Presentation on theme: "Section 4.4 The Multiplication Rules & Conditional Probability"— Presentation transcript:
1Section 4.4 The Multiplication Rules & Conditional Probability Objectives:Determine if a compound event is independent or dependentFind the probability of compound events, using the multiplication rulesFind the conditional probability of an eventFind the probability of an “at least one” event
2RECALL: Compound Event: any event containing two or more simple events KEY WORD: ANDTwo or more events occur in sequenceIf a coin is tossed and then a die is rolled, you can find the probability of getting a head on the coin and a 4 on the dieIf two dice are rolled, you can find the probability of getting a 6 on the first die and getting a 3 on the second die
3To determine the probability of a compound event involving AND, we must first determine if the two events are independent or dependent
4Independent vs Dependent Two events A and B are independent if the fact that A occurs does not affect the probability of B occuring“With Replacement”When the outcome of the first event A affects the outcome or occurrence of the second event B in such a way that the probability is changed, the events are said to be dependent.“Without replacement”
5ExamplesDrawing a card from a standard deck and getting a queen, replacing it, and drawing a second card and getting a queenAn drawer contains 3 red socks, 2 blue socks, and 5 white socks. A sock is selected and its color is noted. A second sock is selected and its color noted.Being a lifeguard and getting a suntanRandomly selecting a TV viewer who is watching “Friends”. Randomly selecting a second TV viewer who is watching “Friends”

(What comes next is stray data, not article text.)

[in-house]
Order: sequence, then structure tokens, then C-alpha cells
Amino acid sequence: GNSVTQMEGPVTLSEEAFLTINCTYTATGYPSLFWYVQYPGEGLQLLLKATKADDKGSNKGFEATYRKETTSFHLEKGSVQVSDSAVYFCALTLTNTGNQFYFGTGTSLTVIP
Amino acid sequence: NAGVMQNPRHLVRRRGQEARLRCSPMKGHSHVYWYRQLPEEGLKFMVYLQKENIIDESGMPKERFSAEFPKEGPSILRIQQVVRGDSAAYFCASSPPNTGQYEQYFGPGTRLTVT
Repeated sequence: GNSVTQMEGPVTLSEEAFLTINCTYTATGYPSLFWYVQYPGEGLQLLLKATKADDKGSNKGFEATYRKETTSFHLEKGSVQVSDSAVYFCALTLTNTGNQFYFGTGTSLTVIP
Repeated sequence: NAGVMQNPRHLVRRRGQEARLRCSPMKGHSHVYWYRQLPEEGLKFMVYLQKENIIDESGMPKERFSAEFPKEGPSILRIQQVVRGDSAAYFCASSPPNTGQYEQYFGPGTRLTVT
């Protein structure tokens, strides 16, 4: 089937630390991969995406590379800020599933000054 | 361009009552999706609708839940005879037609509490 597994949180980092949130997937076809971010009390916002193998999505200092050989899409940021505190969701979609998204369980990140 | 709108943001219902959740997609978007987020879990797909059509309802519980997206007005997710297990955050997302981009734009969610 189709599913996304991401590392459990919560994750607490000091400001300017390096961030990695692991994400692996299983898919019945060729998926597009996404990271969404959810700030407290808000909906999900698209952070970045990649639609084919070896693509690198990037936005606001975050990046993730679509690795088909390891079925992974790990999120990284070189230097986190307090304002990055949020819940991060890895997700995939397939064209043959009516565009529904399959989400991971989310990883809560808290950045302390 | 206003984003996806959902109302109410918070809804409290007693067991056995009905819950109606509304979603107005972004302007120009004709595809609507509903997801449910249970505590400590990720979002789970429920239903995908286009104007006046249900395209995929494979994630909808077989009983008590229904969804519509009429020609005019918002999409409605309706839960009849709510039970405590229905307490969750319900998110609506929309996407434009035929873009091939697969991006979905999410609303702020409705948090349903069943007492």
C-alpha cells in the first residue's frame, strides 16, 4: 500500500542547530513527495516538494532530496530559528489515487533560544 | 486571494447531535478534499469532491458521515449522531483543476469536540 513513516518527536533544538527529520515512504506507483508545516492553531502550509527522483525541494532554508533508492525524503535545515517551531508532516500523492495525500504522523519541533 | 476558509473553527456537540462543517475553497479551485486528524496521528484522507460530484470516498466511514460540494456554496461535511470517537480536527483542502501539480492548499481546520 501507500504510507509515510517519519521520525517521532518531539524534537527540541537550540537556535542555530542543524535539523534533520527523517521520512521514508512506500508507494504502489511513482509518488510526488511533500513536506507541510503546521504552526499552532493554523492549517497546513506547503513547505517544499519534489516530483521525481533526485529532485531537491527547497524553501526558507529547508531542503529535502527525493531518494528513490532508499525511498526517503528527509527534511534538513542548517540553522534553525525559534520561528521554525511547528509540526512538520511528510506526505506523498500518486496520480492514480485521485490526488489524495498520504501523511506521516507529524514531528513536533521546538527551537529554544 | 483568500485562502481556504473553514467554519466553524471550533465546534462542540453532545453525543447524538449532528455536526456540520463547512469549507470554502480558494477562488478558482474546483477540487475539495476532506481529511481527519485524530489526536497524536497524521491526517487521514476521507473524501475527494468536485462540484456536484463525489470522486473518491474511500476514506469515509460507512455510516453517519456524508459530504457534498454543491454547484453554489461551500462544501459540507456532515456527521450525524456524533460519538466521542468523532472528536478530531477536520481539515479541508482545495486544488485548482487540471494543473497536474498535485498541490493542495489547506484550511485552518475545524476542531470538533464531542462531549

6Multiplication Rules P(A and B) = P(A) ∙ P(B) Independent EventsDependent EventsP(A and B) = P(A) ∙ P(B)To find the probability of two independent events that occur in sequence, find the probability of each event separately and then multiply the answers.P(A and B) = P(A) ∙ P(B|A)To find the probability of two dependent events that occur in sequence, find the probability of the first event, then “adjust” the probability of the second event based on the fact that the first has occurred, and then multiply the answers.
7ExamplesDraw two cards with replacement from a standard deck. Find P(Queen and Queen)An drawer contains 3 red socks, 2 blue socks, and 5 white socks. Two socks are selected without replacement. Find P(White and Red)A new computer owner creates a password consisting of two characters. She randomly selects a letter of the alphabet for the first character and a digit (0-9) for the second character. What is the probability that her password is “K9”? Would this password be an effective deterrent to a hacker?In the 108th Congress, the Senate consisted of 51 Republicans, 48 Democrats, and 1 Independent. If a lobbyist for the tobacco industry randomly selects three different Senators, what is the probability that they are all Republicans? That is P(Republican and Republican and Republican).
8Conditional Probability The probability of the second event B should take into account the fact that the first event A has already occurredKEY WORDS: GIVEN THATP(B|A) = (formula)Logic is easier
9If we randomly select one Senator, find the probability RepublicanDemocratIndependentMale46391Female59If we randomly select one Senator, find the probabilityP(Republican given that a male is selected)P(Male given that a Republican is selected)P(Female given that an Independent was selected)P(Democrat or Independent given that a male is selected)
10“At Least One” Probability “At least one” is equivalent to “one or more”The complement (not) of getting at least one item of a particular type is that you get NO items of that typeTo calculate the probability of “at least one” of something, calculate the probability of NONE, then subtract the result from 1.P(at least one) = 1 – P(none)
11ExamplesIf a couple plans to have 10 children (it could happen), what is the probability that there will be at least one girl?In acceptance sampling, a sample of items is randomly selected without replacement and the entire batch is rejected if there is at least one defect. The Medtyme Company just manufactured 5000 blood pressure monitors and 4% are defective. If 3 of the monitors are selected at random and tested, what is the probability that the entire batch will be rejected?